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Making the case for inclusive mobility

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When the West Midlands Combined Authority noticed a drop off in the number of senior citizens using its free bus service, it asked Bartlett researcher Jens Kandt to find out why.

Making the case for inclusive mobility

CASA analysed 400,000 anonymised accounts of bus pass holders from November 2010 to August 2016.

Credit: Brunel Johnson for Unsplash

Between 2009 and 2016, the West Midlands Combined Authority saw a decline of 25% in bus ridership from those entitled to the English National Concessionary Travel Scheme, which gives older people free bus travel. In transport terms, a 25% decline in patronage is huge. The local authority wanted to know what was going on, so they approached The Bartlett’s Centre for Advanced Spatial Analysis (CASA) with a proposal for a pilot project.

“The West Midlands is one of the few local authorities where nearly all concessionary bus trips are made using smart cards, so they had all this data but not the resources to fully analyse it,” says Project Lead Dr Jens Kandt, a Lecturer in Urban Geography and Data Science at CASA.

Kandt’s interest is in sustainable transport systems and the council were posing a conundrum: freely available transport had always been part of the policy for enabling independent living for senior citizens, but what if it wasn’t working as well as it might?

These different groups clustered spatially. Regular users, as expected, tended to be in central areas, but there were also surprises.

Jens Kandt

The result was the project ‘Inclusive and Healthy Mobility: Understanding Trends in Concessionary Travel in the West Midlands’. Funded by an ESRC grant, Kandt and his team collaborated with Transport for West Midlands for a year, analysing the boarding patterns of nearly 400,000 anonymised accounts of pass holders from November 2010 to August 2016. The first task was understanding that 25% decline.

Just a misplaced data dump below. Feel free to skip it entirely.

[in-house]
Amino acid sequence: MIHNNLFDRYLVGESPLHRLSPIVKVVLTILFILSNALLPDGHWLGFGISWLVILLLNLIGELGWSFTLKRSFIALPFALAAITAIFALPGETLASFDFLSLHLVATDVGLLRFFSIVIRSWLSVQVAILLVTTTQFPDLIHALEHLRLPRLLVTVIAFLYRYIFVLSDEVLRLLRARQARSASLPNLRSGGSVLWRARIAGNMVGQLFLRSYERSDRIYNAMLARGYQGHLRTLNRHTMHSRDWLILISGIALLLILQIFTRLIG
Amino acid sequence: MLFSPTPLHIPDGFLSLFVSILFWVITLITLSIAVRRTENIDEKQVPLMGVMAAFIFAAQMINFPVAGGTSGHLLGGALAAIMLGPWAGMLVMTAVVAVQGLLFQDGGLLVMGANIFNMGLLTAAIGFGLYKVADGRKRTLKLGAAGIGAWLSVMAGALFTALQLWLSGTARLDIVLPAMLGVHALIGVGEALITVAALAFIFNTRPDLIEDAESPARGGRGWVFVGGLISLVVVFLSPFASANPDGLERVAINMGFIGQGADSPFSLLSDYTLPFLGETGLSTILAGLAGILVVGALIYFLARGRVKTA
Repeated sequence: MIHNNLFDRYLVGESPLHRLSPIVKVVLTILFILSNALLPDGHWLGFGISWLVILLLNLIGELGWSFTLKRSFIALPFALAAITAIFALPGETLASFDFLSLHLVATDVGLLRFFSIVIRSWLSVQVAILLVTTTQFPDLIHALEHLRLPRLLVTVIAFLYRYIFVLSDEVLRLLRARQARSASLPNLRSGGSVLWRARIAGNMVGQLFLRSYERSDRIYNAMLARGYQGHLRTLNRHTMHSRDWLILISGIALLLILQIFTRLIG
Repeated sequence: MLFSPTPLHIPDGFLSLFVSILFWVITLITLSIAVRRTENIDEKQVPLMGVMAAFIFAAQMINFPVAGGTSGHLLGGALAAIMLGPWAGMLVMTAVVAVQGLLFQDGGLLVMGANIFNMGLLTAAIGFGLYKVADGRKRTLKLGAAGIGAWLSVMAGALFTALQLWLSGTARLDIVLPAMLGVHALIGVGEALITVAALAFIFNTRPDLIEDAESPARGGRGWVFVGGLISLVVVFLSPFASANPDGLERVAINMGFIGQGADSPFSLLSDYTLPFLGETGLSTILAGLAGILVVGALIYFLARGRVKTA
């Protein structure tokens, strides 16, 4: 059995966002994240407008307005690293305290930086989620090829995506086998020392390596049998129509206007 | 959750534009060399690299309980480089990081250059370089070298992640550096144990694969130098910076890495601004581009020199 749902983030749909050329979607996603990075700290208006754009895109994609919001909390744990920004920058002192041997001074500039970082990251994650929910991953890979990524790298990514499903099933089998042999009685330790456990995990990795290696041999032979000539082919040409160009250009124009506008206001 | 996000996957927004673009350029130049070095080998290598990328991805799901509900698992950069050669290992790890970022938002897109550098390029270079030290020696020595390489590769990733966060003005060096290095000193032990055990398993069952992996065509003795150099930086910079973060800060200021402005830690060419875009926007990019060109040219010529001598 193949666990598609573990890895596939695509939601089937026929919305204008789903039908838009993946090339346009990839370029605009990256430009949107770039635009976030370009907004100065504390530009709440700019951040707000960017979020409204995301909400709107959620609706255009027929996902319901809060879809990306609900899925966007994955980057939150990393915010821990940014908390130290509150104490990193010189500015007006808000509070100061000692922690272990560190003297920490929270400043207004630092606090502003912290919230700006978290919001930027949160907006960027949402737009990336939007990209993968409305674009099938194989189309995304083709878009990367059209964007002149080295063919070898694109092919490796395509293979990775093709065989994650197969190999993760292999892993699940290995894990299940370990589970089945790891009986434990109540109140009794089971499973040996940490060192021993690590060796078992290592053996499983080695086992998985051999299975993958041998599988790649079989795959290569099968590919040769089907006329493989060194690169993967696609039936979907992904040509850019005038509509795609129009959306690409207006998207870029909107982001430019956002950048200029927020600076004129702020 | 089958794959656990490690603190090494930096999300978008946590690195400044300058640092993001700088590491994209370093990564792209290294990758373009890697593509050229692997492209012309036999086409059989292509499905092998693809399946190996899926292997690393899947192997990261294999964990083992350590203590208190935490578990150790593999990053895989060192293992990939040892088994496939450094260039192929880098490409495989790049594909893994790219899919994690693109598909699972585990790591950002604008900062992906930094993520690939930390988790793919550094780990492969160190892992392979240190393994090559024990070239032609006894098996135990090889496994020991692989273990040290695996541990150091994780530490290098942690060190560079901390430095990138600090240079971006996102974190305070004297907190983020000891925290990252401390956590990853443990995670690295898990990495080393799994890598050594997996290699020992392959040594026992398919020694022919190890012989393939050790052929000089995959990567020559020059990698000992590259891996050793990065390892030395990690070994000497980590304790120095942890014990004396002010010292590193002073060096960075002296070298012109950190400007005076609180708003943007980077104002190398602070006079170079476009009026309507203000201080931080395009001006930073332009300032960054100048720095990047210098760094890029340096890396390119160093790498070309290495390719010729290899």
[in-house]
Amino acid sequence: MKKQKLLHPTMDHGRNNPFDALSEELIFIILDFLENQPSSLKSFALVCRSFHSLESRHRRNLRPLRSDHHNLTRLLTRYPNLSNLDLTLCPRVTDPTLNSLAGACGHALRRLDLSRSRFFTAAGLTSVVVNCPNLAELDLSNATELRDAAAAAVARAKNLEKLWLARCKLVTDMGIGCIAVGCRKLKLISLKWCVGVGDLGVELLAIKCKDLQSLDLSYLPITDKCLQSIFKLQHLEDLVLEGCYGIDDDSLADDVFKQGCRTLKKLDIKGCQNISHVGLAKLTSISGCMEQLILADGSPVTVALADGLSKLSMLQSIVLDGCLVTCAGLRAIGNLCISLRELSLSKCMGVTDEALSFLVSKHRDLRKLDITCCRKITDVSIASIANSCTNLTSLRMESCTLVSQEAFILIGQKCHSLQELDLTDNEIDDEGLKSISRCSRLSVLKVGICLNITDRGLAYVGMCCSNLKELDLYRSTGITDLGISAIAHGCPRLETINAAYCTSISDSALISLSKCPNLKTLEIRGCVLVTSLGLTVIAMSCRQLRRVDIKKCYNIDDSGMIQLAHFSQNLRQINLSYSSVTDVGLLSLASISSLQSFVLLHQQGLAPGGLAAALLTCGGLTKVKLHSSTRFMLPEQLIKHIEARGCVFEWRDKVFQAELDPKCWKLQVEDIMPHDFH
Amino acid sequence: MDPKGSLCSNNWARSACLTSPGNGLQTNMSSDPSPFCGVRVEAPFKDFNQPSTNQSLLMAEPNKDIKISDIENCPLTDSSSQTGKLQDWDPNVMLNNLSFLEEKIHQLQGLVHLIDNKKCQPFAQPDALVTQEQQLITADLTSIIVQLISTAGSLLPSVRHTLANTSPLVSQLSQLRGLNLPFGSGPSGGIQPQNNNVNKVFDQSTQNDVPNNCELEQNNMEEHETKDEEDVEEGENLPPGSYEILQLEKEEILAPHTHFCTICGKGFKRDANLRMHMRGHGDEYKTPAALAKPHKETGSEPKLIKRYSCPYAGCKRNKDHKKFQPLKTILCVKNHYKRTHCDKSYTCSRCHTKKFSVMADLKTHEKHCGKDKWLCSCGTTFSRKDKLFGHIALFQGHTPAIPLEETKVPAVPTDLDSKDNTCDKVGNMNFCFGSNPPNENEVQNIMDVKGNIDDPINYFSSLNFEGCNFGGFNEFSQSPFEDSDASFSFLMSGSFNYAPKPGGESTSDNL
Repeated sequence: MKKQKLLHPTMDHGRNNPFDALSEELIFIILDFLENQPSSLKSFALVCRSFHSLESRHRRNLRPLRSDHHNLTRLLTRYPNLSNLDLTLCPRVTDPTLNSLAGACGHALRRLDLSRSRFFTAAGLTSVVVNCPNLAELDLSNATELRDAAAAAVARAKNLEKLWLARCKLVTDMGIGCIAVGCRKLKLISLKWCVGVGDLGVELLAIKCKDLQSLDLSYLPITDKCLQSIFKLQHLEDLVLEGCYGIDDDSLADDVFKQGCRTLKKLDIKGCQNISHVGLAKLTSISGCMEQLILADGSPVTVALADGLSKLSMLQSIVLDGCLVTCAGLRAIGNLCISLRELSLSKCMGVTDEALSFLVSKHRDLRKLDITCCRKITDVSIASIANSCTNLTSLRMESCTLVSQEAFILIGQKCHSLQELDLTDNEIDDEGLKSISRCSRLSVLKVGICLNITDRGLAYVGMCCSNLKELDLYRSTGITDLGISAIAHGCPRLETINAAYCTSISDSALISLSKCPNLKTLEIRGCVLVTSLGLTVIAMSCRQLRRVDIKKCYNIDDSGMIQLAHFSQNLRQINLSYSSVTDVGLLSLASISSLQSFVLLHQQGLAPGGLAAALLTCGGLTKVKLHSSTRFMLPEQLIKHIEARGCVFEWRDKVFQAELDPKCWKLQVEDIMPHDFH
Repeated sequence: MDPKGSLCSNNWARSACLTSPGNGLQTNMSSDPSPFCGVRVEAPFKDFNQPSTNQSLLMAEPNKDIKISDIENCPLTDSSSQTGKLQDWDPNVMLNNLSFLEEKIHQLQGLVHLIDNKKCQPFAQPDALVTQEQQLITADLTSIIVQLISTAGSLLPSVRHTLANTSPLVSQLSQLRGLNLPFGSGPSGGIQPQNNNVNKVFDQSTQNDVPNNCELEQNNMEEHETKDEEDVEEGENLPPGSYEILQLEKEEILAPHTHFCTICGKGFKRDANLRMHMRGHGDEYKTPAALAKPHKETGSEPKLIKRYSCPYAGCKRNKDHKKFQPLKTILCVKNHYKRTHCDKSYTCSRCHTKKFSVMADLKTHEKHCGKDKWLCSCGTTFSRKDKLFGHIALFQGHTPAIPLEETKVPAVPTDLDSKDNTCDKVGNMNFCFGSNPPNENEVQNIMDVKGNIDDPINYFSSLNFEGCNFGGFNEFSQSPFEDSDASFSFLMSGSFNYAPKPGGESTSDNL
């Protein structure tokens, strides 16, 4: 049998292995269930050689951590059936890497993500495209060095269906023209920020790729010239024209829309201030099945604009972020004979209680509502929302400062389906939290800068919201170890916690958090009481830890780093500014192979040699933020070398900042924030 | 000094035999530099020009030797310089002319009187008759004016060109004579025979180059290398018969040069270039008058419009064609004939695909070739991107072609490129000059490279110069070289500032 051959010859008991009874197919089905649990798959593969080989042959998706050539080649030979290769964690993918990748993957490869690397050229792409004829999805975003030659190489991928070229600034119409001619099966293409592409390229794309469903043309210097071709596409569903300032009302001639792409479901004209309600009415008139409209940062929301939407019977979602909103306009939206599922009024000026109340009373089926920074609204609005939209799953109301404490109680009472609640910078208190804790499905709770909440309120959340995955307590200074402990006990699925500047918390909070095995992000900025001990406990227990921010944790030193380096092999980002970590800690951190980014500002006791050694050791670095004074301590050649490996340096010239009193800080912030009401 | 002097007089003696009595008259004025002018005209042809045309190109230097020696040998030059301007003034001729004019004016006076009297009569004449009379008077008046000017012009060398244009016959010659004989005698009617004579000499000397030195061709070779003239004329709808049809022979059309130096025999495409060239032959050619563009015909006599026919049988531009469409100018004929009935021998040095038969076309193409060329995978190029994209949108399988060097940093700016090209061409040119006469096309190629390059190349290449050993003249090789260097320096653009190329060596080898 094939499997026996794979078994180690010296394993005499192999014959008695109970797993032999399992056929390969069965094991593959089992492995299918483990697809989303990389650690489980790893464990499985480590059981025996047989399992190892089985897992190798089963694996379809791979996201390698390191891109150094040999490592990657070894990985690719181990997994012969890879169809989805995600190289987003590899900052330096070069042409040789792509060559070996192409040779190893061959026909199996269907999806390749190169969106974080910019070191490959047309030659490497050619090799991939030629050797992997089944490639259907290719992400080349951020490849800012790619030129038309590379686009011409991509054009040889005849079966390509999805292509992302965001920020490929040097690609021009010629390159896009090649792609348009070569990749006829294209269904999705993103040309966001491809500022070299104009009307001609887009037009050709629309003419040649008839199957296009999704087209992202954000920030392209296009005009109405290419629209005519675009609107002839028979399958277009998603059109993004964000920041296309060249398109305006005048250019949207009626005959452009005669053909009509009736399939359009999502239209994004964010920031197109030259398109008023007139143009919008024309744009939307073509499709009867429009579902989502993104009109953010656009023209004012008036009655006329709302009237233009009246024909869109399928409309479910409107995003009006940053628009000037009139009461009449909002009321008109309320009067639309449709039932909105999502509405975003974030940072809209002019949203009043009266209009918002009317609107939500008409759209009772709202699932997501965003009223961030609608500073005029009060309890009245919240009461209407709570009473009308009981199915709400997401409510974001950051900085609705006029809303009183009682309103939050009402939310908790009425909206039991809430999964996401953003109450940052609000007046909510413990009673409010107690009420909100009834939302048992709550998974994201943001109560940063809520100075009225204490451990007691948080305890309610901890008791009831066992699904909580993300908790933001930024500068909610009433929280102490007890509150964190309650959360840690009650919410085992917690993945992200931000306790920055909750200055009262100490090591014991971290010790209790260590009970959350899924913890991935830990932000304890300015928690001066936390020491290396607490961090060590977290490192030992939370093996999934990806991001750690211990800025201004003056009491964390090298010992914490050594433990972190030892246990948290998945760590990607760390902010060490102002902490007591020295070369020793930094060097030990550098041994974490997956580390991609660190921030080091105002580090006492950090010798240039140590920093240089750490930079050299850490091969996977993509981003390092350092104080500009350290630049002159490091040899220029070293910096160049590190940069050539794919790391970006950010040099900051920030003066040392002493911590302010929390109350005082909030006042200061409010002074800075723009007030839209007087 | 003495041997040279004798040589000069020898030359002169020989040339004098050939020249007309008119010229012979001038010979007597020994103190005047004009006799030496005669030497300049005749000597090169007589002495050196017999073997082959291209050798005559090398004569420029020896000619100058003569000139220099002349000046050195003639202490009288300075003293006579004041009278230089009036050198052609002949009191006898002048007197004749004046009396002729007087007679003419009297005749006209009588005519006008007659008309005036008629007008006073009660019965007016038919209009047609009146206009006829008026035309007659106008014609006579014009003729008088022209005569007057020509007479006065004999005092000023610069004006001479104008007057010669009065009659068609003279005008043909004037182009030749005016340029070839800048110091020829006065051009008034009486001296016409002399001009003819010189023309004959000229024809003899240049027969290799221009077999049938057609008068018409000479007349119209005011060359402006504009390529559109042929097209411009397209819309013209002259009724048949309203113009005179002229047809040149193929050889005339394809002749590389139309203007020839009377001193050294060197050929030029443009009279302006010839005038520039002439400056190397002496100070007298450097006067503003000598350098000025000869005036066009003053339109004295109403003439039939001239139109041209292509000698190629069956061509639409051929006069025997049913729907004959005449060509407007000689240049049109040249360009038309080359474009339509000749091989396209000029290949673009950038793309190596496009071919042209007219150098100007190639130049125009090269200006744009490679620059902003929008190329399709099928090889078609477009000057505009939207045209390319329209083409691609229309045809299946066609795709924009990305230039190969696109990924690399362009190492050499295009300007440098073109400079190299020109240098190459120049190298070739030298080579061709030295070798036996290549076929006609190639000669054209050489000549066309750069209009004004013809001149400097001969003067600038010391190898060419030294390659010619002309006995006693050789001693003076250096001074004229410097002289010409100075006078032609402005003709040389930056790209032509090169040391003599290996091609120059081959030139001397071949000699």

Exploring who travels over time

“Because this is a scheme for the over 60s, some people disappear from it because they die,” explains Kandt. “So the first thing we did was compare the data against mortality rates and also migration statistics.” The increase since 2010 in the eligible age for the scheme was also factored in. Taken together, this reduced the gap to 10% – “still significant in transport terms,” says Kandt.

Then they looked at smart card data, identifying who were the daily users, the regular and irregular users; the people who rapidly abandoned the system and never used it again, and those who made a slow transition out. In total, the team found six groups. “These different groups clustered spatially,” says Kandt. “Regular users, as expected, tended to be in central areas, but there were also surprises – citizens living in deprived areas tended to withdraw from the system more than expected. What that means, we don’t yet know – but we are hoping to find out.”

Making the case for inclusive mobility

Flow map (Decreasing).

Credit: Jens Kandt / CASA

Making the case for inclusive mobility

Flow map (Increasing).

Credit: Jens Kandt / CASA

Shaping future policy

The team distinguished their findings as either having social, health-related or structural causes (i.e. changes in the transport system itself). For example, they found that demand for the bus goes down where the tram system – which was extended into Birmingham city centre in 2016 – operates. “In this case the decline of the bus might actually be revealing improved connectivity.”

Other factors also had to be considered: “The launch of Uber in the area in 2015 coincides with some of the decline,” says Kandt. “People might also be using online shopping more often. We can’t prove it but some of the patterns we’ve observed make this seem plausible if we compare them with an ONS report that shows that the use of online shopping for the over 60s has gone up significantly.”

The next phase of the project will look to confirm these suspicions. But it has already provided the local authority with an interactive dashboard (created by CASA with support from the Bartlett Innovation Fund), enabling them to access and visualise the data.

“The concessionary scheme is the largest standing item in their budget,” says Kandt. “They want to understand the benefits of their spending. At the strategic level, they want to know if the scheme is working in the best way with their other activity to support bus passengers, and what needs to be changed. At a planning and operations level, knowing who travels and when, helps them understand demand for their services.”

Kandt says the work has already influenced policy and thinking. But inclusive mobility is a long-term project: the plan now is to build a data resource that covers senior citizen bus patronage in the region for up to nine years.

The Centre for Advanced Spatial Analysis is an interdisciplinary research institute focusing on the science of cities, applying it to city planning, policy and architecture in the pursuit of making our cities better places to live in. It is part of The Bartlett, UCL's Faculty of the Built Environment. Find out more: https://ucl.ac.uk/bartlett/casa

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